YT Capra vs Santa Cruz Nomad- Mtbr.com
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  1. #1
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    YT Capra vs Santa Cruz Nomad

    Hey Guys,

    All Mtn here trying to close my decision on bikes. How does the Capra compare to the nomad?

    Ill be using the bike for:
    15-20 mph technical riding
    2-3 foot jumps
    plenty of hill climbing
    and being playful.

    If if you believe that the Ibis HD3 is better than those two bikes for my needs, then let me know but also please tell me your opinion on those 2 bikes. I've heard good things about yeti bikes, but am not interetested after hearing how their newer bikes arn't playful like the bikes listed.

  2. #2
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    Reach: Capra = 17.52", Nomad = 17.24"
    Stack: Capra = 23.69", Nomad = 23.89"
    Chainstay: Capra = 16.93", Nomad = 17.05"
    HA: Capra = 65.2*, Nomad = 65*
    Seat tube angle: Capra = 75*, Nomad = 74.2*

    Based on that there's nothing in it. Flip a coin and I'd say you'll be pretty happy with either.

  3. #3
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    Quote Originally Posted by David R View Post
    Reach: Capra = 17.52", Nomad = 17.24"
    Stack: Capra = 23.69", Nomad = 23.89"
    Chainstay: Capra = 16.93", Nomad = 17.05"
    HA: Capra = 65.2*, Nomad = 65*
    Seat tube angle: Capra = 75*, Nomad = 74.2*
    haha thank you. I'm thinking that the ibis would be my bike. These two bikes will only be slightly better at downhill, but a lot worse at uphill than the ibis. The nomad is clearly meant for more speed, and it is meant for plowing through all the crap. I want to go slower, and hit those really technical areas. That would be a job for the ibis.

  4. #4
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    For sure, it does seem like man people are subscribing to the "less is more" theory, bikes like the Transition Scout and Yeti SB5C really blur the lines between XC/Trail and All Mountain/Enduro. It's a hard call to make, but if you're more of a slow and technical rather than a flat-out free-ride/enduro type guy then going for a "smaller" more playful bike certainly makes sense. I'd think out of the bikes you've listed the Ibis would probably be the one to go for.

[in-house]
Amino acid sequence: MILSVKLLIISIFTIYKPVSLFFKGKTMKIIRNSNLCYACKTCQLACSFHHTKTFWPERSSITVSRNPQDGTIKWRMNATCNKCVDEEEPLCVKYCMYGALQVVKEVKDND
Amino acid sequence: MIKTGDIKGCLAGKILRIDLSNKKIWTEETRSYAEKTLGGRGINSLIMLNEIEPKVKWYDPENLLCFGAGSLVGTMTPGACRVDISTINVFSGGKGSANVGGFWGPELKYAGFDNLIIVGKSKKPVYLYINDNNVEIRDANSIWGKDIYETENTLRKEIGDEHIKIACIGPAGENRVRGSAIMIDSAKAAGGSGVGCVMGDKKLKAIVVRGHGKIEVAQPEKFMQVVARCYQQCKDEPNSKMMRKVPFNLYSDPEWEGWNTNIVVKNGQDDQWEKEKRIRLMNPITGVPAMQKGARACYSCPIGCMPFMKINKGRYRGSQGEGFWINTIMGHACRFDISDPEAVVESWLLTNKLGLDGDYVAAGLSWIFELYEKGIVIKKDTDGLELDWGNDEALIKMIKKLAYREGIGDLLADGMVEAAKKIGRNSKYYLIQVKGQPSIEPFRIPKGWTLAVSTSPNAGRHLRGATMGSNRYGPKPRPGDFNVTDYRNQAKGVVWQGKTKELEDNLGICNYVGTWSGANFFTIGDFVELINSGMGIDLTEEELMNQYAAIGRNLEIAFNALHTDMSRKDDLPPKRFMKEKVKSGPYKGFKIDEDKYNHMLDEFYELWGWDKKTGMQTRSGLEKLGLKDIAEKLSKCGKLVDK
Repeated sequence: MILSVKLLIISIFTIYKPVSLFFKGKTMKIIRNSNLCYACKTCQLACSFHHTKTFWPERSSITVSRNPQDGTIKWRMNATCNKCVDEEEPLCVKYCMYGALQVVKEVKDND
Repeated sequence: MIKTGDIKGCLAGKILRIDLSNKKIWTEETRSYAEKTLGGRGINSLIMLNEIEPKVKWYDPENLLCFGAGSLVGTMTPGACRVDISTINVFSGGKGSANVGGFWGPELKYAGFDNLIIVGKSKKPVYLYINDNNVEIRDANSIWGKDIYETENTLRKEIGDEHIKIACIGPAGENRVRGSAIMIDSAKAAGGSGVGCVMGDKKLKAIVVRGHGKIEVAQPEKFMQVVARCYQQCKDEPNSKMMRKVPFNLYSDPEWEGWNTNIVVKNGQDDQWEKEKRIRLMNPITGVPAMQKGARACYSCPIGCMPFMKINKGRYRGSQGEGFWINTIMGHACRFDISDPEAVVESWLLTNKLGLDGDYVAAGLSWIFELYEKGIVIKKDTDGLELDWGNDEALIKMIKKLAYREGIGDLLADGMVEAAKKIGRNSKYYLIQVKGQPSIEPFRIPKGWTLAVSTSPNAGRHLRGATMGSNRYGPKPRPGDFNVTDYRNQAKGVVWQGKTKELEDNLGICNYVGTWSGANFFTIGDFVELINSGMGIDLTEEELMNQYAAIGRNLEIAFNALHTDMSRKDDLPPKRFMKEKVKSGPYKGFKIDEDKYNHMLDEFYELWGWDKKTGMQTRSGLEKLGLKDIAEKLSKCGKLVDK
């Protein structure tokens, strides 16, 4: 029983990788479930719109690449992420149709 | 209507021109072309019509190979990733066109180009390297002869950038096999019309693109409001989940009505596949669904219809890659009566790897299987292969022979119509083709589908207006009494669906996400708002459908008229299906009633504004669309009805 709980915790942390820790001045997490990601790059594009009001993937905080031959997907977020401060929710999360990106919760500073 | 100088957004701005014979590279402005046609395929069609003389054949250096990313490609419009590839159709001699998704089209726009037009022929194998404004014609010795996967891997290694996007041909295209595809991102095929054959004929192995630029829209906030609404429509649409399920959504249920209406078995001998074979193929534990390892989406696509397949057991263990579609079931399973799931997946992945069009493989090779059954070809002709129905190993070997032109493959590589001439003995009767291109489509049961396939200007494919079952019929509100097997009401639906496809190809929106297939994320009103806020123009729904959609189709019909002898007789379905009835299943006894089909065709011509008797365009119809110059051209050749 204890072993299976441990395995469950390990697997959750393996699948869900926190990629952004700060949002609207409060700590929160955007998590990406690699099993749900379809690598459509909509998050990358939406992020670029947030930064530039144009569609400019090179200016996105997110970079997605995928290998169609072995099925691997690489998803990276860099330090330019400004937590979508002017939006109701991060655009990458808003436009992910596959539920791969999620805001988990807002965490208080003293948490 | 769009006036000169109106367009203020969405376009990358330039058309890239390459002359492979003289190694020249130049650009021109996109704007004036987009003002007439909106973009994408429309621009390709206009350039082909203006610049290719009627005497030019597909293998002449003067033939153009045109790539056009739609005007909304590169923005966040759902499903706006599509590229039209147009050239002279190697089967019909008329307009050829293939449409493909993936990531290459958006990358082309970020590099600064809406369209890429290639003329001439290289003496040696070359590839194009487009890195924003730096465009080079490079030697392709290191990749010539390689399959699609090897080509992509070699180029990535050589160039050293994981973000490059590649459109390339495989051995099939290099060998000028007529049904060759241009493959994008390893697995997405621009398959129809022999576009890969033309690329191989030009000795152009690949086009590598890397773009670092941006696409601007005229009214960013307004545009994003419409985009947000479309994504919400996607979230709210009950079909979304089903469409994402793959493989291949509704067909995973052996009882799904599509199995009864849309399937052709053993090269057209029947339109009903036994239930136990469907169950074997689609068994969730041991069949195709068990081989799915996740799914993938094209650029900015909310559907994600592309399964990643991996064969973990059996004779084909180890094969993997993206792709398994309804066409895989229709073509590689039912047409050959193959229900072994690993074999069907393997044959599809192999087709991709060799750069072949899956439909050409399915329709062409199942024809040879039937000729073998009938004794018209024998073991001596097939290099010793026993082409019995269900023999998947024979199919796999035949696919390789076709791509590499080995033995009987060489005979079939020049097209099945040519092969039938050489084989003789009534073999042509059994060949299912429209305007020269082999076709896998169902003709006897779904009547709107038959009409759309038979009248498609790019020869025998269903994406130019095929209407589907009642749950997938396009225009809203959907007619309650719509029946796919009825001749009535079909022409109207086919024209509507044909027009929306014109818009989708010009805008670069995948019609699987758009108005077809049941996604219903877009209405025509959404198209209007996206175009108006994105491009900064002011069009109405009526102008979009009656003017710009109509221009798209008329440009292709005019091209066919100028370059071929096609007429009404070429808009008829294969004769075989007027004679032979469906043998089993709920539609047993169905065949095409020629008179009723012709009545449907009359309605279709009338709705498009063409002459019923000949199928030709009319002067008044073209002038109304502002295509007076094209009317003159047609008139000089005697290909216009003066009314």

5. #5
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    I probably have the same style with you, I enjoy rock garden, some jumps here and there, nothing crazy. also enjoy climbing, some long one.
    I would get HD3 for do it all bike.
    Nomad and Capra will be too much bike, and sacrifice climbing too much.
    Even HD3 maybe too much bike, good climber, and playful, I never like XC bike either.
    just my opinion.

    I have ridden Nomad on climbing, quite impressive being a big bike like that, just short climb, it did good.
    I never tried Capra nor HD3, but I own Mojo SL for awhile now, with 650b, angle set to make it 67.5 degree head angle. love this bike, climbs like goat, downhill not bad at all, certainly Nomad is much better downhiller.

    I heard HD3 climbs better than Mojo SL, that is insane.

  6. #6
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    Quote Originally Posted by inter View Post
    I probably have the same style with you, I enjoy rock garden, some jumps here and there, nothing crazy. also enjoy climbing, some long one.
    I would get HD3 for do it all bike.
    Nomad and Capra will be too much bike, and sacrifice climbing too much.
    Even HD3 maybe too much bike, good climber, and playful, I never like XC bike either.
    just my opinion.

    I have ridden Nomad on climbing, quite impressive being a big bike like that, just short climb, it did good.